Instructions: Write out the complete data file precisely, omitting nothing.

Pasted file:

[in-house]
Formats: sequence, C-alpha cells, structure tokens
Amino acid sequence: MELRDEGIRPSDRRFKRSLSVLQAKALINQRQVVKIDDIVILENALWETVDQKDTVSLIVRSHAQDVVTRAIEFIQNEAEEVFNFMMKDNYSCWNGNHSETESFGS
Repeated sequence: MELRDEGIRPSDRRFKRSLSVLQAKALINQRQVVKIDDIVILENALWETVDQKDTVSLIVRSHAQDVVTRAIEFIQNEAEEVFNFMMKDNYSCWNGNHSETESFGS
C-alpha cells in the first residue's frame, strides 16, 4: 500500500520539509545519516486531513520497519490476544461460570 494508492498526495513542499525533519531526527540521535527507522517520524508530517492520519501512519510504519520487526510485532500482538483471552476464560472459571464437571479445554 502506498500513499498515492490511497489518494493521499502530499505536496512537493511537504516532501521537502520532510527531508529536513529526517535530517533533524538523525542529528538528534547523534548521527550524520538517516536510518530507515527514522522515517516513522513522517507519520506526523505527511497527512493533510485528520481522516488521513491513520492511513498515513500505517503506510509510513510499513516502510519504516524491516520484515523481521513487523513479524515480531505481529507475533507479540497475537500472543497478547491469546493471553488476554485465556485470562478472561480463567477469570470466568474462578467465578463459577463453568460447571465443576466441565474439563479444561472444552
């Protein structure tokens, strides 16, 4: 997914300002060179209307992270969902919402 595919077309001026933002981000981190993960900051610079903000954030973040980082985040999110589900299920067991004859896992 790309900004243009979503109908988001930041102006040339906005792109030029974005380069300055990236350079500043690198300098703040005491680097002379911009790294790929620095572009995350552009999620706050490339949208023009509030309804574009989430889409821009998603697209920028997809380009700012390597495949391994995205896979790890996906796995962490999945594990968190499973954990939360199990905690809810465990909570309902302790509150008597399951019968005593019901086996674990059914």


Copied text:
[in-house]
Formats: sequence, C-alpha cells, structure tokens
Amino acid sequence: MELRDEGIRPSDRRFKRSLSVLQAKALINQRQVVKIDDIVILENALWETVDQKDTVSLIVRSHAQDVVTRAIEFIQNEAEEVFNFMMKDNYSCWNGNHSETESFGS
Repeated sequence: MELRDEGIRPSDRRFKRSLSVLQAKALINQRQVVKIDDIVILENALWETVDQKDTVSLIVRSHAQDVVTRAIEFIQNEAEEVFNFMMKDNYSCWNGNHSETESFGS
C-alpha cells in the first residue's frame, strides 16, 4: 500500500520539509545519516486531513520497519490476544461460570 494508492498526495513542499525533519531526527540521535527507522517520524508530517492520519501512519510504519520487526510485532500482538483471552476464560472459571464437571479445554 502506498500513499498515492490511497489518494493521499502530499505536496512537493511537504516532501521537502520532510527531508529536513529526517535530517533533524538523525542529528538528534547523534548521527550524520538517516536510518530507515527514522522515517516513522513522517507519520506526523505527511497527512493533510485528520481522516488521513491513520492511513498515513500505517503506510509510513510499513516502510519504516524491516520484515523481521513487523513479524515480531505481529507475533507479540497475537500472543497478547491469546493471553488476554485465556485470562478472561480463567477469570470466568474462578467465578463459577463453568460447571465443576466441565474439563479444561472444552
């Protein structure tokens, strides 16, 4: 997914300002060179209307992270969902919402 595919077309001026933002981000981190993960900051610079903000954030973040980082985040999110589900299920067991004859896992 790309900004243009979503109908988001930041102006040339906005792109030029974005380069300055990236350079500043690198300098703040005491680097002379911009790294790929620095572009995350552009999620706050490339949208023009509030309804574009989430889409821009998603697209920028997809380009700012390597495949391994995205896979790890996906796995962490999945594990968190499973954990939360199990905690809810465990909570309902302790509150008597399951019968005593019901086996674990059914």